Etenari Nisaad are different from every other Etenari clan in that they allow for clan-changing by Etenayari (adopted Etenari people). Someone who was adopted into the Etenari later in life (generally as an adult) is not generally allowed to change clans. The Etenari Nisaad welcome newcomers, though.


Etenayari Tindas, "working Etenari", are generally people who seek a physical trade. The word "tindas", and "tinda" have been adapted into local Ellurian slang in the places that the Etenari live. As the Tindasari that most non-Etenari come into contact with are sailors or fisherman, the word in Ellurian has come to mean "foreign sailor" or "foreign seaman", specifically referring to Etenari people who work the waters.

While this popular conception of the Tindasari is partially accurate, it is an incomplete picture of the Tindasari. A Tindasari person can be a toiler of the land (farmer) or a fish-cleaner/gutter, or a harvester. Tindasari represent the most populous clan of the Etenari, and most Etenari that non-Etenari come into contact with are from the Tindas clan.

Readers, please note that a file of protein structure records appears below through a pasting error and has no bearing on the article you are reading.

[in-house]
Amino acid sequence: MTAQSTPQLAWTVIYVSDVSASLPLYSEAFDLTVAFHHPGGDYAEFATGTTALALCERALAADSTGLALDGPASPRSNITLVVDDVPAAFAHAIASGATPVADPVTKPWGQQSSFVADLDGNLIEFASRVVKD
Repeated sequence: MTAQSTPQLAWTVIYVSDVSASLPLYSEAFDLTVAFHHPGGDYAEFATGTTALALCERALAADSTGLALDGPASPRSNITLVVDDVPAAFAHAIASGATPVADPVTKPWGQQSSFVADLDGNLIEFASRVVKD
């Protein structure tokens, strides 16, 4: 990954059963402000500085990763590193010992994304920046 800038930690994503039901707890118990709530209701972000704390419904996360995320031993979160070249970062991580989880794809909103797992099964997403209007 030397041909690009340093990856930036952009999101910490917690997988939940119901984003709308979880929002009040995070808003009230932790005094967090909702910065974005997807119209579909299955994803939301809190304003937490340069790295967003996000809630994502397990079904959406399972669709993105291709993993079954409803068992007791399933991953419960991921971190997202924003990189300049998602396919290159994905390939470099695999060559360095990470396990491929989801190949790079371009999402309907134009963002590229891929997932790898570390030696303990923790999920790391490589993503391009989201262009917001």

Etenari Nayin are merchants and money-handlers of the Etenari. Generally a leader of the Etenari (from clan Ayin) will have two close advisors- the local leader of the Nayin clan (a money-handler and business decision maker) and a member of the Nisaad clan (lorekeeper, planners).

Etenari Nayin are an exclusivist clan, only extremely rarely allowing "adoptions". They are the second-smallest in terms of population, after the Ayin. Nayinari are the most likely of the five clans to have the distinctive extreme albinism which was made famous by the Teldanari.


Etenari Ayin are leaders and decision-makers among the Etenari. People who are born to clan Ayin rarely stay in it, and almost every family among the Ayinaari has got family members in other clans.